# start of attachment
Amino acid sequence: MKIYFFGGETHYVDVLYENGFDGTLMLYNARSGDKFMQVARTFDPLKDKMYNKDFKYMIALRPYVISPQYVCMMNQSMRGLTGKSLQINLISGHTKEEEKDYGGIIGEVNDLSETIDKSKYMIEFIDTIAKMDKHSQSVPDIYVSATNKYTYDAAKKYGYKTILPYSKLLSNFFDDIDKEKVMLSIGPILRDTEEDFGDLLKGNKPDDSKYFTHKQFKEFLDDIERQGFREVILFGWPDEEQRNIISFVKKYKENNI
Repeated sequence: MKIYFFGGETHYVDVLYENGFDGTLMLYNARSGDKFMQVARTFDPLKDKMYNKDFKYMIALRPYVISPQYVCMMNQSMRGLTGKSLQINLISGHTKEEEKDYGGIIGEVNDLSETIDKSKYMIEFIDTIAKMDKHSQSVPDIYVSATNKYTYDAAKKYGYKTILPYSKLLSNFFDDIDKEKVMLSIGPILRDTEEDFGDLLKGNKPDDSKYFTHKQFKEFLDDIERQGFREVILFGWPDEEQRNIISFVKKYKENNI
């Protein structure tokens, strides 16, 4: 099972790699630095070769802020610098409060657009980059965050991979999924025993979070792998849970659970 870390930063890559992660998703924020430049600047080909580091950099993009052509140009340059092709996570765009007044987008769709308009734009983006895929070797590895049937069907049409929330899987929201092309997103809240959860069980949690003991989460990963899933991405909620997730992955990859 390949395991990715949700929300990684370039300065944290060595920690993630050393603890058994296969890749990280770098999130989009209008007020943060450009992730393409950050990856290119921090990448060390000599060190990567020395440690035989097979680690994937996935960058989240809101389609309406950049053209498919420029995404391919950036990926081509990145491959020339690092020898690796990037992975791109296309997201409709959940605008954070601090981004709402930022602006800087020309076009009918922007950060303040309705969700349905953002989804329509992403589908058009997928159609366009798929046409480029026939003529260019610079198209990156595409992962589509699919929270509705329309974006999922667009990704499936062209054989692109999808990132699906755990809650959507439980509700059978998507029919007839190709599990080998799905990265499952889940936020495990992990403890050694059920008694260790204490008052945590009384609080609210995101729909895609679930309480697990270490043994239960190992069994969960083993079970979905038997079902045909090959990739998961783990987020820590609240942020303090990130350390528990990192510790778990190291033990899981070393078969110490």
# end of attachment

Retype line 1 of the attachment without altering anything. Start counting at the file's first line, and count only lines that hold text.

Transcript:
Amino acid sequence: MKIYFFGGETHYVDVLYENGFDGTLMLYNARSGDKFMQVARTFDPLKDKMYNKDFKYMIALRPYVISPQYVCMMNQSMRGLTGKSLQINLISGHTKEEEKDYGGIIGEVNDLSETIDKSKYMIEFIDTIAKMDKHSQSVPDIYVSATNKYTYDAAKKYGYKTILPYSKLLSNFFDDIDKEKVMLSIGPILRDTEEDFGDLLKGNKPDDSKYFTHKQFKEFLDDIERQGFREVILFGWPDEEQRNIISFVKKYKENNI